However, the 21st Century has arrived in a big way, albeit 15 years late. Now, instead of fitting things into my natural teaching style, I am challenged with fit my style to fulfill new requirements. That's easy to say, but harder to do.
With all of this, now comes a glimpse at some clarity. Some may see the four tenets of Joplin Schools (left) as a coming of age, a coming full circle, or as a return to uncommon sense. Others will see the tenets as yet another mandate from the top. In reality, we keep saying we can only do our best, but we can also increase our best efforts, can't we?
A switch is a handy, and energy-saving device to include in a circuit.
This lesson outlined the process for building a visible switch.
Now we can turn the lights off if we want to.
On the day after two Snow Days, we didn't have outdoor recess,
but we did step onto the porch for a quick picture.
Another difficult concept in for the subject of Reading is determining the theme of a text. Sometimes teachers make these things harder than they should be. Not that they are simple for everybody, mind you, but they are not always the monsters that they appear to be.
Here are some resources that are readily available online - a slide show (below left), and a "poster" (below right).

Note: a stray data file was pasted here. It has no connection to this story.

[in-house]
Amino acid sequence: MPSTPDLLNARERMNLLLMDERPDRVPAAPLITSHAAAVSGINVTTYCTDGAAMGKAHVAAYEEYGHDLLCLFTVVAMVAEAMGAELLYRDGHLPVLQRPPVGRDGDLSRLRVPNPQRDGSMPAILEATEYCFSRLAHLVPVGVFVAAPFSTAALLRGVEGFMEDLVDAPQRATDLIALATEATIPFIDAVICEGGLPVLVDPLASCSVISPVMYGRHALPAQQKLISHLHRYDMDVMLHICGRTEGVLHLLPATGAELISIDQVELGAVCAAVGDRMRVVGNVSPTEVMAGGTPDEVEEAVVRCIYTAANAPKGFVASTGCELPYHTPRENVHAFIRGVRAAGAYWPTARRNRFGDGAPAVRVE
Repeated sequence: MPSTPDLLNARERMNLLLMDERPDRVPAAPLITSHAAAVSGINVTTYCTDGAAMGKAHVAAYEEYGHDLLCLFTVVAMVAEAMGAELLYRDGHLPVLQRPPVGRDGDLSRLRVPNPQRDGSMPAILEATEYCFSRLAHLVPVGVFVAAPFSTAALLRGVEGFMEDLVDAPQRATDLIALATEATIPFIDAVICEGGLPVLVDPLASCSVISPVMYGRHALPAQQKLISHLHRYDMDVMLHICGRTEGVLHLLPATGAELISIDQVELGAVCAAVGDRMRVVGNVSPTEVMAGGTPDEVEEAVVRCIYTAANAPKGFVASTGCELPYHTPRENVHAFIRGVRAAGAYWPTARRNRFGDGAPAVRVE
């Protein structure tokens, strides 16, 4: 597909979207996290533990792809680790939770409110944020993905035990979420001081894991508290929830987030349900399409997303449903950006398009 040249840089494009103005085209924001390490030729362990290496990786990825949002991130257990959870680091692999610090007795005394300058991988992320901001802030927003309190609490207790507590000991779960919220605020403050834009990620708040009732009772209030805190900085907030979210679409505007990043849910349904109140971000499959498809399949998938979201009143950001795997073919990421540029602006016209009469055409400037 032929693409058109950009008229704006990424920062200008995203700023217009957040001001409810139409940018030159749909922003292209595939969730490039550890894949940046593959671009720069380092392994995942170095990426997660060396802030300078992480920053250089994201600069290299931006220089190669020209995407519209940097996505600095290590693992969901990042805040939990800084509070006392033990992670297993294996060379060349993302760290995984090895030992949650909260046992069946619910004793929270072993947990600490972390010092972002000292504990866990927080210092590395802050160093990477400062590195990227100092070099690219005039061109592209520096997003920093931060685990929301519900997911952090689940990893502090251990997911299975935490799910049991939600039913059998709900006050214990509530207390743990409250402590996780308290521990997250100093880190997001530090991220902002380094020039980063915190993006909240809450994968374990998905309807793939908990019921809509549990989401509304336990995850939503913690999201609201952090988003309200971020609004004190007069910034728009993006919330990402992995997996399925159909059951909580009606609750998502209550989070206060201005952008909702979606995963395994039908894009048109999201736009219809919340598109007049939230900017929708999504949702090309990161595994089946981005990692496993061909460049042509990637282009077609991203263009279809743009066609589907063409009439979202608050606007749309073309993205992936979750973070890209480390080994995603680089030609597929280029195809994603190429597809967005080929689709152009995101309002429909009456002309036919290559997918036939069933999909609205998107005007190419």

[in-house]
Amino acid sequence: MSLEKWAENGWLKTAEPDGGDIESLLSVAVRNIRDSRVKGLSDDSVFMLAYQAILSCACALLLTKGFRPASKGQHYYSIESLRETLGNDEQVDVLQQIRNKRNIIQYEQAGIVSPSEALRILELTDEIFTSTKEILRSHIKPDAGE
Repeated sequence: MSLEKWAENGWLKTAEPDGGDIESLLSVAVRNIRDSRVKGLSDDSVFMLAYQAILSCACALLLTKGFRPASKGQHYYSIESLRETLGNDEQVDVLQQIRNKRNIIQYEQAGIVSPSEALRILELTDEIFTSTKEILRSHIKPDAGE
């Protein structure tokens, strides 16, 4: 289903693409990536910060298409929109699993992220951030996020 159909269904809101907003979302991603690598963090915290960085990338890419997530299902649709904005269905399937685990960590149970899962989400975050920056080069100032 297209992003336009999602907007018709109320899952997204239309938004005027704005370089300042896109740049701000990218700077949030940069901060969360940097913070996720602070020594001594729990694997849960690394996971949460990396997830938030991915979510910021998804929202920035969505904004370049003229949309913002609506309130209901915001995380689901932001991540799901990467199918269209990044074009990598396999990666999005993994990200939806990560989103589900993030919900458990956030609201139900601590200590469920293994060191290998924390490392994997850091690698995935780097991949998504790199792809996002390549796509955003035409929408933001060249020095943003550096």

Two teams, mittens, and butterscotch candies:
the objective of this game is simply to have a fun time.
Our new publishing interface is designed with the pedagogy of writing at the forefront, allowing students to manage the flow from Draft (getting started), to Review (revising & editing), to Published (ready for others to read).
Friday was our preview day. After a short tour of the tools available on The Bloggatteer Experience, students chose their avatars and responded to a prompt or two from the teacher before making their own posts. Hoggatteers told me that this kind of writing seemed different to them. In a sense, it seemed like they had been freed and that they were writing for a different audience. They dug right in to making comments on one another's blogs, and a few of them have even logged in to make after school posts (Hopefully that's not just because it's something new.).
Naturally, as we slide further into the 21st Century, technology will become more and more prominent in our schools and in our personal and public lives. While students are using iPads in our classroom and laptops in other venues, who knows what the future will hold in the area of technology advancement? Sometime soon, students may well be interacting with virtual presence devices, sentient robots, and holograms.